ENERGY | Energy Transition: How can we reduce the effects of climate change?

Energy Transition


Climate change is a problem that affects humanity as a whole. In the short term, some to a greater extent than others, but in the long term, all to a similar extent. If we look at the different causes of climate change, we can infer that the main one is the greenhouse effect, i.e. the presence of gases in the atmosphere that maintain a fraction of the thermal radiation, thus producing global warming.

It is important to note that the existence of these gases is not exclusively generated by human activity, but is inherent to nature itself. However, certain actions we have taken have led to an increase in the concentration of these gases in the atmosphere. Among them, Carbon Dioxide (CO2).

There are many actions we can take to mitigate the effects of human activity. One of the most important of these is the energy transition, i.e. the modification of energy production, distribution and consumption systems with the aim of reducing greenhouse gas emissions.

Energy has both social and economic functions. The social function is to ensure supply and avoid shortages, as this would mainly affect the lowest income deciles of the population, and the economic function consists of being a support and fundamental part of the production of goods and services.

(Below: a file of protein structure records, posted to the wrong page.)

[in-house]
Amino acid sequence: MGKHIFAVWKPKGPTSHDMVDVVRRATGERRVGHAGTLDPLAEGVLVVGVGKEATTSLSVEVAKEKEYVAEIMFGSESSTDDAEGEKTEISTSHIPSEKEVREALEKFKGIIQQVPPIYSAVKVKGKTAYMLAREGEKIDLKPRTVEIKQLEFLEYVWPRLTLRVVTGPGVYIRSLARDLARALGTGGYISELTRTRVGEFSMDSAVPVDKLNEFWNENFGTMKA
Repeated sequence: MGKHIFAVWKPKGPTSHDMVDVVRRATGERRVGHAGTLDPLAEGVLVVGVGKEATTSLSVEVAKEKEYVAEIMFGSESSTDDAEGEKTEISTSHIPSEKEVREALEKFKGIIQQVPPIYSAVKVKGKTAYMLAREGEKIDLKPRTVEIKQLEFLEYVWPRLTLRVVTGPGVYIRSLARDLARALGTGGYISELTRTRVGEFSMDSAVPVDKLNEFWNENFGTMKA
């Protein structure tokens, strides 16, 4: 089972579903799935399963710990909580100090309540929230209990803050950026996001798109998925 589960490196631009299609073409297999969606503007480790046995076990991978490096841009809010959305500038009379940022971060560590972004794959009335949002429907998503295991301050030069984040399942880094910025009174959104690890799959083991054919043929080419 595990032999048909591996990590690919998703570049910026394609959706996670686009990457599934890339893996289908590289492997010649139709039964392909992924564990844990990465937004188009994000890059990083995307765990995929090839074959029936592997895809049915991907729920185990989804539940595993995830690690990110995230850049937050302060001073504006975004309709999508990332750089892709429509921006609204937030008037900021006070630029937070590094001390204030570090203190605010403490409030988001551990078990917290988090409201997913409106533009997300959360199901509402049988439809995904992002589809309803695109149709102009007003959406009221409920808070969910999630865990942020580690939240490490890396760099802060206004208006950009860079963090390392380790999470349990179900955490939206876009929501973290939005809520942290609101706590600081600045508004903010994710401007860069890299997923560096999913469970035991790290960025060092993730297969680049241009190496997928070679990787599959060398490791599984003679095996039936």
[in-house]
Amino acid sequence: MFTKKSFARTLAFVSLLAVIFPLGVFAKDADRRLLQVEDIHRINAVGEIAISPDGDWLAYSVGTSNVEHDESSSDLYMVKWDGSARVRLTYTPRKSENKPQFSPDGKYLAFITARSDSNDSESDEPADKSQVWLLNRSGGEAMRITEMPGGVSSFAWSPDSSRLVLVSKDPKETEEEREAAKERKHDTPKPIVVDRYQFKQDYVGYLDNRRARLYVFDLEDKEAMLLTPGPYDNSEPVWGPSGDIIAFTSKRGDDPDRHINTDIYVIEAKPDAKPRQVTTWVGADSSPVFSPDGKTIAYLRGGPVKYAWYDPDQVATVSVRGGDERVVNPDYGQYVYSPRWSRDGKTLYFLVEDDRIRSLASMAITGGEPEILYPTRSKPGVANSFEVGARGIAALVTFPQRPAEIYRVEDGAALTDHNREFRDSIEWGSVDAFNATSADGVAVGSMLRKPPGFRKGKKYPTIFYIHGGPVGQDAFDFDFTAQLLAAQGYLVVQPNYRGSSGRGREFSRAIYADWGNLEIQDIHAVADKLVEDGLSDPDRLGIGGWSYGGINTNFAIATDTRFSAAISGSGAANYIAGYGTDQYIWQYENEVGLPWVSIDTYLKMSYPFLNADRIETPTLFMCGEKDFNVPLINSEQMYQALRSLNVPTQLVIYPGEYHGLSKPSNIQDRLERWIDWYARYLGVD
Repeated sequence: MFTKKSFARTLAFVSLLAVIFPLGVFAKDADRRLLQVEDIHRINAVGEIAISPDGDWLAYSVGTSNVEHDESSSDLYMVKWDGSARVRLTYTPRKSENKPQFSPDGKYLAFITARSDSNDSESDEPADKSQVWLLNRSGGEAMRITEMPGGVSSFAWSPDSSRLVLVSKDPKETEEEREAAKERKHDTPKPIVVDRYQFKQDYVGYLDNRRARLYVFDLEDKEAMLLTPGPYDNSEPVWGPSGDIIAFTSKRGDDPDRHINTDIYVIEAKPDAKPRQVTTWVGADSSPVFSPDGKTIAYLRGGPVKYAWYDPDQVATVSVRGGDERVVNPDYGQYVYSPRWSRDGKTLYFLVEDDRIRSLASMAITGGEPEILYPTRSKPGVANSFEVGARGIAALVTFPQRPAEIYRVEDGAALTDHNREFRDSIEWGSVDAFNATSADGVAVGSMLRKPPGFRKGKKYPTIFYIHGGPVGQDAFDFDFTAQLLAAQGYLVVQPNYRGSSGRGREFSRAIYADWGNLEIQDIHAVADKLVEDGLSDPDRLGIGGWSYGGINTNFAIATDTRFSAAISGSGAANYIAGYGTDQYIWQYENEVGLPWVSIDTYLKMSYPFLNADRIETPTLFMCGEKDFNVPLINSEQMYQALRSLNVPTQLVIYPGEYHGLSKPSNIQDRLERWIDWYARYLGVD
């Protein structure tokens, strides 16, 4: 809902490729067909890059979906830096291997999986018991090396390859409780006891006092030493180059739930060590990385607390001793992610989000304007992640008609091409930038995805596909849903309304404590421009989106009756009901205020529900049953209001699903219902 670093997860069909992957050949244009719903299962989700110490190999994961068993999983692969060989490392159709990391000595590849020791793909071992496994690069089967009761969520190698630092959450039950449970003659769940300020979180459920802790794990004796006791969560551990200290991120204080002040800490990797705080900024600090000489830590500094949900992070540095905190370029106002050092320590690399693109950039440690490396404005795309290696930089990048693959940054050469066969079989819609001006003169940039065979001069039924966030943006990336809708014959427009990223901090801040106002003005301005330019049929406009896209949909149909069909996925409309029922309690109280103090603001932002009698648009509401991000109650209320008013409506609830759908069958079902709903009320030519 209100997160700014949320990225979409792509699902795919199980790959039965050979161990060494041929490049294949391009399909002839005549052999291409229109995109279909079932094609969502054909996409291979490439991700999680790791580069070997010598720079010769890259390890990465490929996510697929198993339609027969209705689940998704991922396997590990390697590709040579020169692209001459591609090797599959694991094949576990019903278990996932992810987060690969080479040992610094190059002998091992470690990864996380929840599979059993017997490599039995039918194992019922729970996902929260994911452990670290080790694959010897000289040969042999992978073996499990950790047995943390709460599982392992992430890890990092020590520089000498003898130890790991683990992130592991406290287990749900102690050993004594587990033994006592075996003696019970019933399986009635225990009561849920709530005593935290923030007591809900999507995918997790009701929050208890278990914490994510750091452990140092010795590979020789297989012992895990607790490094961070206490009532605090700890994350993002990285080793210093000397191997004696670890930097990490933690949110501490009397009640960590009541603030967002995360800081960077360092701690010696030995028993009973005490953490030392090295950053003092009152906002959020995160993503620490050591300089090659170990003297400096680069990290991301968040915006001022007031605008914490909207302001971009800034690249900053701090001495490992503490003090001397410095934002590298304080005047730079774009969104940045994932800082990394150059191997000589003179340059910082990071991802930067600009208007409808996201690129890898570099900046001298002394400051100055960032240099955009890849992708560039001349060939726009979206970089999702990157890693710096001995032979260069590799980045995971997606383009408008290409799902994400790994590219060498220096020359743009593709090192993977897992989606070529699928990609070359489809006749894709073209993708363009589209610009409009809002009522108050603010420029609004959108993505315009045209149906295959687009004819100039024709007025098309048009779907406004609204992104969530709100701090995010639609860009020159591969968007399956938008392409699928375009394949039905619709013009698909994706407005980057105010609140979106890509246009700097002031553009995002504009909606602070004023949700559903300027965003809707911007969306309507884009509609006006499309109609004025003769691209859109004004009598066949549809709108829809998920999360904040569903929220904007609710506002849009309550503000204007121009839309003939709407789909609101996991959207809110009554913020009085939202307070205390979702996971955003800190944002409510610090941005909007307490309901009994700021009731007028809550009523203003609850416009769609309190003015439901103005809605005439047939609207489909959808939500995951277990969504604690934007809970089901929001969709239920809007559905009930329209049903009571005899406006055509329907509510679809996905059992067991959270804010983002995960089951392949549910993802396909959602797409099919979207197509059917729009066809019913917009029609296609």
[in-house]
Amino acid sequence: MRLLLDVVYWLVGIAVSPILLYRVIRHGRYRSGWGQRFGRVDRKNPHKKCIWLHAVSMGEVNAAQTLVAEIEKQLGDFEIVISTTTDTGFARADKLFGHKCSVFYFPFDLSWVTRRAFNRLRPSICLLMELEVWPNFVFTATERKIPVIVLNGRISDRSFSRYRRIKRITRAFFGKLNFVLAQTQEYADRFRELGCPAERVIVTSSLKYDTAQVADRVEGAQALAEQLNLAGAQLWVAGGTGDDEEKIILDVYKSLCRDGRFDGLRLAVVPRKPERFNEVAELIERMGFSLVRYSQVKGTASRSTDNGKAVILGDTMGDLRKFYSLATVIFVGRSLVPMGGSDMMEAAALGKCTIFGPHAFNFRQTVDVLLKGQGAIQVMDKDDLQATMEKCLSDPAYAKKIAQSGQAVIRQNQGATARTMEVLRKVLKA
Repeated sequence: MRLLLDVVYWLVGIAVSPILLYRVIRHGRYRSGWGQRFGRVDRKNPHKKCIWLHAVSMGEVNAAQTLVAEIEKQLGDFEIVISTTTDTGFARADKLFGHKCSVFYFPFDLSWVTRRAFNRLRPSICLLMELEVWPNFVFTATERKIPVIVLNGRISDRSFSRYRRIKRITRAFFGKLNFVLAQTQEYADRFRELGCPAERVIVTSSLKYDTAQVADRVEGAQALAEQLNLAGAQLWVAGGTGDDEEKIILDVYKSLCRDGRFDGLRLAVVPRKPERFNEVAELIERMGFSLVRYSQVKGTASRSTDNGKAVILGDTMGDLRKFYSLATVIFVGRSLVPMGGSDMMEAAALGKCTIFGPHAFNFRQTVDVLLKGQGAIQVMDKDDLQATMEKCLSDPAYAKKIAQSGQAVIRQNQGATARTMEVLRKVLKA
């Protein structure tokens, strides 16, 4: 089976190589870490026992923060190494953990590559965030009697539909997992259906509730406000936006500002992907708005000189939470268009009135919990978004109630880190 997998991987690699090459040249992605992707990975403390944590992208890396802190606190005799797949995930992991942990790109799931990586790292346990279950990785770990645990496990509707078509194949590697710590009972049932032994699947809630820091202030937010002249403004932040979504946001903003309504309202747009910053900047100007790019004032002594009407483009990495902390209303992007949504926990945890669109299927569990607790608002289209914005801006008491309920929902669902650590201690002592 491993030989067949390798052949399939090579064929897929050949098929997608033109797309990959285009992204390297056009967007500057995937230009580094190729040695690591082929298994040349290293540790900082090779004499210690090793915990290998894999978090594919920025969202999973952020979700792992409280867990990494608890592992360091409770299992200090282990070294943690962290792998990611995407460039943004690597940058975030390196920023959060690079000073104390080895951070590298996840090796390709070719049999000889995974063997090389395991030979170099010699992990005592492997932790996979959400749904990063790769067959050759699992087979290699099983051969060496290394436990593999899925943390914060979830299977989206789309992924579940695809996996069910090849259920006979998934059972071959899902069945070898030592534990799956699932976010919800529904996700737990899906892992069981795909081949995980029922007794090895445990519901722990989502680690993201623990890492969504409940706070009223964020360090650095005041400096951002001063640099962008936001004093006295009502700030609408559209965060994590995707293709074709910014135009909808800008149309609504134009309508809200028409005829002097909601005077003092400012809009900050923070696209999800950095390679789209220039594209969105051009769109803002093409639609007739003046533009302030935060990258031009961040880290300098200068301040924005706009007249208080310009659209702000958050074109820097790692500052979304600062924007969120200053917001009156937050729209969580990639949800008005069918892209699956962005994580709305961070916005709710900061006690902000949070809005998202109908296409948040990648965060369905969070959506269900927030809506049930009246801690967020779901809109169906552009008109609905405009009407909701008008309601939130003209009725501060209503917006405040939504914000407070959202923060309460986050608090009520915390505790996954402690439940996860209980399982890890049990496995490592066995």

The energy transition implies focusing on responsible and sustainable energy consumption at both the microeconomic and macroeconomic levels. At the microeconomic level, one could mention the awareness of energy care by individual users and the adoption of sustainable consumption. At the macroeconomic level, the benchmark would be to shift the production model to one in which energy sources are renewable and/or recycled raw materials are used. Both levels, taken together, would allow the transformation from the linear economy model to the circular economy model, facilitating the reduction of gases that contribute to global warming.

The challenge that lies ahead is the challenge of change. The barrier of pre-existing habits, the costs of adapting to new technologies and the rigidity of certain processes whose aversion to variation is significant. Our task is to be increasingly aware of all the benefits of the energy transition for both our present and our future..

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